NEW YORK (GenomeWeb News) - The Texas Institute for Genomic Medicine, a Houston-based non-profit institution, today said it has joined the International Knockout Mouse Consortium, a global initiative that provides resources for researchers using genetically engineered mice.
The IKMC includes the National Institutes of Health’s Knockout Mouse Project, which was launched last year, as well as Canada’s North American Conditional Mouse Mutagenesis Project and the EU-funded European Conditional Mouse Mutagenesis Program.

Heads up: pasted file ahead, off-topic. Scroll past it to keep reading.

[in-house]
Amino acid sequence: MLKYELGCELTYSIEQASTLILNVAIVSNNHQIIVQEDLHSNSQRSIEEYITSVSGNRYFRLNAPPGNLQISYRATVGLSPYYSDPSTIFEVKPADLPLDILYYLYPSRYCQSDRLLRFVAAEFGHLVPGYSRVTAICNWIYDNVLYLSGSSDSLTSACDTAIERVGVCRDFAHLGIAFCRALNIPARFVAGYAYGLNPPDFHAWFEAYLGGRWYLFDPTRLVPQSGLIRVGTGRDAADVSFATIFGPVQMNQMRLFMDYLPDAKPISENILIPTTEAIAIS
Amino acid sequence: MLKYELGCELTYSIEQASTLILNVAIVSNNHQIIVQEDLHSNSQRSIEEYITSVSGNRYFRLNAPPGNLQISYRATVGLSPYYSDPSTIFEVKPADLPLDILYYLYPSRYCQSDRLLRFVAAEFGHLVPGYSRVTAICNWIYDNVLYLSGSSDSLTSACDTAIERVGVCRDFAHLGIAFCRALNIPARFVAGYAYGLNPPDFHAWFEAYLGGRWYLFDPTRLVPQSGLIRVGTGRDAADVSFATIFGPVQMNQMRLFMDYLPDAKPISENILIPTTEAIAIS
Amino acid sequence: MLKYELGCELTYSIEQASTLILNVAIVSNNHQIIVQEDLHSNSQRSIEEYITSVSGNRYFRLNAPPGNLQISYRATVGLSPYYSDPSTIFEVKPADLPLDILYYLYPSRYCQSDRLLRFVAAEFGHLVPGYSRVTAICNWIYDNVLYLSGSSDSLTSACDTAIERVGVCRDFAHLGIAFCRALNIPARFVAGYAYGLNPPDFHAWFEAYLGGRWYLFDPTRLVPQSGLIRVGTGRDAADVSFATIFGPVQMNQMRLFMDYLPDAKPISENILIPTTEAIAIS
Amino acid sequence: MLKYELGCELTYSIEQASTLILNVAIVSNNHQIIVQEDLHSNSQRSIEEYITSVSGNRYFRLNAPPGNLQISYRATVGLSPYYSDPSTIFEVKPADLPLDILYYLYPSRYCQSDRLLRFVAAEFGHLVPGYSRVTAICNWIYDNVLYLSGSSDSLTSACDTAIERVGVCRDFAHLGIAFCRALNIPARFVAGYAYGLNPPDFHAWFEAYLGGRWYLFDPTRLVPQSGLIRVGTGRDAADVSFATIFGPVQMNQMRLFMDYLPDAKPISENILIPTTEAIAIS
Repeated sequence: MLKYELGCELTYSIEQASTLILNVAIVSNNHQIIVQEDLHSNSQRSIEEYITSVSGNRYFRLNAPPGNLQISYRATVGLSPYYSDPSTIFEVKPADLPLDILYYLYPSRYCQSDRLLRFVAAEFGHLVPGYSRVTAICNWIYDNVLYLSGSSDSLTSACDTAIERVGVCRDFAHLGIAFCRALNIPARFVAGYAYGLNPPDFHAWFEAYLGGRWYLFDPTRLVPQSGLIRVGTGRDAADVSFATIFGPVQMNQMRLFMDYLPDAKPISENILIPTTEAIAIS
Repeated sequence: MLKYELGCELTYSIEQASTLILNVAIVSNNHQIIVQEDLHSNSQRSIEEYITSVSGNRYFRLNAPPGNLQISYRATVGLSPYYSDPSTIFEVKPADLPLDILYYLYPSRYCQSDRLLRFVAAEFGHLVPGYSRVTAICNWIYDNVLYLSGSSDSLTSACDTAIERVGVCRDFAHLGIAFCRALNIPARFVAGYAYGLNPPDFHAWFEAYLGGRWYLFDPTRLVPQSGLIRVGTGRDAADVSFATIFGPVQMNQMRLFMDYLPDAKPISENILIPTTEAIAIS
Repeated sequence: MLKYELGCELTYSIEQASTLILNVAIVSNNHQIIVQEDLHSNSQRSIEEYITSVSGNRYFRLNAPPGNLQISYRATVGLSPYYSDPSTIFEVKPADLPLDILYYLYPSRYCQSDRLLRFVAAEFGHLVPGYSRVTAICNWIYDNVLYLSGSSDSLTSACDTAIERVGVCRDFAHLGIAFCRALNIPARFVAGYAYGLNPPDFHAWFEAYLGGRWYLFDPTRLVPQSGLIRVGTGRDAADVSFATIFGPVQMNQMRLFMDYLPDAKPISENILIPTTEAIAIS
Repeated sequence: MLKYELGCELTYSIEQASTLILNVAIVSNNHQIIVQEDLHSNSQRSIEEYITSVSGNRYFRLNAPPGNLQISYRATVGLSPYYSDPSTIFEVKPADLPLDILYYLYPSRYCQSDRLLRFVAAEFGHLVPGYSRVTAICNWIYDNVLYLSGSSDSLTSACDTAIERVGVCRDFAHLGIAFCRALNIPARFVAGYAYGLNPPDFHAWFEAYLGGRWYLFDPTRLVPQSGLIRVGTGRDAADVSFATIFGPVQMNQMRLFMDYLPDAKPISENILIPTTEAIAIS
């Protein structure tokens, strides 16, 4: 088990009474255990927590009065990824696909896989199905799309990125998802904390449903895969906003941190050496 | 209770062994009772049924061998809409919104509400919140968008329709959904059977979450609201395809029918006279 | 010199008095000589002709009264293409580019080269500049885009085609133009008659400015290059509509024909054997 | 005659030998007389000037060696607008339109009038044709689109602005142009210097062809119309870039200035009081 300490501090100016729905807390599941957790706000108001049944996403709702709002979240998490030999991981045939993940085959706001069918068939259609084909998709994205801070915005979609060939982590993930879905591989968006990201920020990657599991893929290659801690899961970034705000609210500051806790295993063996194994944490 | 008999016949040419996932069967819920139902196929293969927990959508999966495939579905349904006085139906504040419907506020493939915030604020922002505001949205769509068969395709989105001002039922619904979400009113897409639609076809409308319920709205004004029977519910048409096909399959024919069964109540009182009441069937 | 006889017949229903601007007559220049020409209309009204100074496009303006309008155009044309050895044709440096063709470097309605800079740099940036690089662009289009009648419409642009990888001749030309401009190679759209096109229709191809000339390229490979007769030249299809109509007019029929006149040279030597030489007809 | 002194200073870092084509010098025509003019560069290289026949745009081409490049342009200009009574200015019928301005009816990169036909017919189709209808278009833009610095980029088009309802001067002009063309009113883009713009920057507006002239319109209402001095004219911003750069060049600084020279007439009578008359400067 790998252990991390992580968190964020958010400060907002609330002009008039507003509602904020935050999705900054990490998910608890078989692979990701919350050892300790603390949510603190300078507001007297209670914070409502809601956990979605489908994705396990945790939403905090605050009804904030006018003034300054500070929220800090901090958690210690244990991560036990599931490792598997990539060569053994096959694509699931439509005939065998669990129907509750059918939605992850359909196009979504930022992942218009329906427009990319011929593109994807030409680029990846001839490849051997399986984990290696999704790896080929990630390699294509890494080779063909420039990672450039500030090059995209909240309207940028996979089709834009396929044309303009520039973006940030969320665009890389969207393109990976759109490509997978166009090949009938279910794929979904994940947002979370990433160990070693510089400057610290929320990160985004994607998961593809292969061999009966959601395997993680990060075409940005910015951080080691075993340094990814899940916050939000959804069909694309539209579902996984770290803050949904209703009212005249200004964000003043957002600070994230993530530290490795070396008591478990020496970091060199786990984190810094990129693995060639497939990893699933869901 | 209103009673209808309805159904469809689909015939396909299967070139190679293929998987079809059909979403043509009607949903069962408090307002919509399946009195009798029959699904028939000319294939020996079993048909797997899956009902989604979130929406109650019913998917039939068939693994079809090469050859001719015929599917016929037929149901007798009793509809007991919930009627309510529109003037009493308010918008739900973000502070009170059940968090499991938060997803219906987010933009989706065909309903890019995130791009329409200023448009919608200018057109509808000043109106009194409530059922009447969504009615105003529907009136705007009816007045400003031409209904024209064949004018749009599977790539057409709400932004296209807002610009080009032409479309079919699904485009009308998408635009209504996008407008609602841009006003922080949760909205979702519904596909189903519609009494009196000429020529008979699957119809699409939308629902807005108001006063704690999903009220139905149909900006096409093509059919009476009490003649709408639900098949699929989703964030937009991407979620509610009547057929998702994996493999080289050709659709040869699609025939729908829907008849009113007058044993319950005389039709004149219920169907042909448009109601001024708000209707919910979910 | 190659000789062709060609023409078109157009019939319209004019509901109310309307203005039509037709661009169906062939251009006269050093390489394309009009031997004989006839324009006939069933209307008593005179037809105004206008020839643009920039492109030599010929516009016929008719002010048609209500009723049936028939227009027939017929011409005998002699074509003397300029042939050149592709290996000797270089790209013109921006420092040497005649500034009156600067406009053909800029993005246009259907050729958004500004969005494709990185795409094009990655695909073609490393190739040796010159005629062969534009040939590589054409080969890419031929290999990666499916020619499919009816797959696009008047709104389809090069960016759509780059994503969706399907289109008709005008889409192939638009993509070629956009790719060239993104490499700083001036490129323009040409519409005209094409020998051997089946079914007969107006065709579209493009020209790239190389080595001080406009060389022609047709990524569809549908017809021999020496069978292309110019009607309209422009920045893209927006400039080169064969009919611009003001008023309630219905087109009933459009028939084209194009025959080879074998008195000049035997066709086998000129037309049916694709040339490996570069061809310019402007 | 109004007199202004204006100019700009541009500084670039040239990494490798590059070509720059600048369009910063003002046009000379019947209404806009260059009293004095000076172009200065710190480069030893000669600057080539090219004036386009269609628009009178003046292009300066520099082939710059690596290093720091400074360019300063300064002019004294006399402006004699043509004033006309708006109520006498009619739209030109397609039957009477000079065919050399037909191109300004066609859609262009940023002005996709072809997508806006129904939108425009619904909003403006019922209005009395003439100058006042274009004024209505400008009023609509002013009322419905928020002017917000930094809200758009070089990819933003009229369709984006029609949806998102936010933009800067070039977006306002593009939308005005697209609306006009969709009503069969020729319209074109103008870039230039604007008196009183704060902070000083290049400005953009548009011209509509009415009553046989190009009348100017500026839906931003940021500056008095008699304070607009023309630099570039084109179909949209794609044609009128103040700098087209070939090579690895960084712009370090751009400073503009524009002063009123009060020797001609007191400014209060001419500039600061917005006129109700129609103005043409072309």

TIGM said it has a catalog of more than 200,000 C57BL/6N strain embryonic stem cell clones, representing more than 8,600 genes that have been inactivated. It expects to have more than 350,000 clones with mutations in around 13,000 genes by the end of the year.
The institute said it has also “contracted access” to a second library of 272,000 genetically modified ES cell clones in the 129SvEv mouse strain.
Richard Finnell, TIGM president, said in a statement that the institute will begin to deposit gene trap tag sequence data in GenBank “on or about June 1."
TIGM said that because mice have 99 percent of their genes in common with humans, and 85 percent genetic similarity across 22,000 to 24,000 genes, they are “ideal for scientific and medical understanding of the role a specific gene plays in the cell's development, function and health.”